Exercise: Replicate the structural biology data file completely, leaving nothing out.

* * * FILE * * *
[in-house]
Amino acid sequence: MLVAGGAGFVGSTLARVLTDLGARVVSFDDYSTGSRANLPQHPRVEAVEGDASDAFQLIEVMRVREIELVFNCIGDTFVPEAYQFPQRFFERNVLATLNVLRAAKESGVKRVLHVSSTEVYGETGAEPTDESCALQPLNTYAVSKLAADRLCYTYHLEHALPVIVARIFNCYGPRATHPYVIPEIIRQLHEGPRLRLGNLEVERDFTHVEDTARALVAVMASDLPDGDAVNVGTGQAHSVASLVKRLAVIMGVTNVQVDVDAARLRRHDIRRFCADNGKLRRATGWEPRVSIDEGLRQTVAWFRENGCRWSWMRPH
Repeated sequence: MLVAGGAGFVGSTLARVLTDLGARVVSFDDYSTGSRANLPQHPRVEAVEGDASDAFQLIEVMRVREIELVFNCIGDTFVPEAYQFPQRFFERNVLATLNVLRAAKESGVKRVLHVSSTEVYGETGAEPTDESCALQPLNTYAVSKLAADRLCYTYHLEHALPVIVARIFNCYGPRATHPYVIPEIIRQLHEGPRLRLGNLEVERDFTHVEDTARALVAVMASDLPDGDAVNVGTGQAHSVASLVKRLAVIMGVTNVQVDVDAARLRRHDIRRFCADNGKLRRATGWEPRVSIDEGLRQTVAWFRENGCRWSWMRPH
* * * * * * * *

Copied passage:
[in-house]
Amino acid sequence: MLVAGGAGFVGSTLARVLTDLGARVVSFDDYSTGSRANLPQHPRVEAVEGDASDAFQLIEVMRVREIELVFNCIGDTFVPEAYQFPQRFFERNVLATLNVLRAAKESGVKRVLHVSSTEVYGETGAEPTDESCALQPLNTYAVSKLAADRLCYTYHLEHALPVIVARIFNCYGPRATHPYVIPEIIRQLHEGPRLRLGNLEVERDFTHVEDTARALVAVMASDLPDGDAVNVGTGQAHSVASLVKRLAVIMGVTNVQVDVDAARLRRHDIRRFCADNGKLRRATGWEPRVSIDEGLRQTVAWFRENGCRWSWMRPH
Repeated sequence: MLVAGGAGFVGSTLARVLTDLGARVVSFDDYSTGSRANLPQHPRVEAVEGDASDAFQLIEVMRVREIELVFNCIGDTFVPEAYQFPQRFFERNVLATLNVLRAAKESGVKRVLHVSSTEVYGETGAEPTDESCALQPLNTYAVSKLAADRLCYTYHLEHALPVIVARIFNCYGPRATHPYVIPEIIRQLHEGPRLRLGNLEVERDFTHVEDTARALVAVMASDLPDGDAVNVGTGQAHSVASLVKRLAVIMGVTNVQVDVDAARLRRHDIRRFCADNGKLRRATGWEPRVSIDEGLRQTVAWFRENGCRWSWMRPH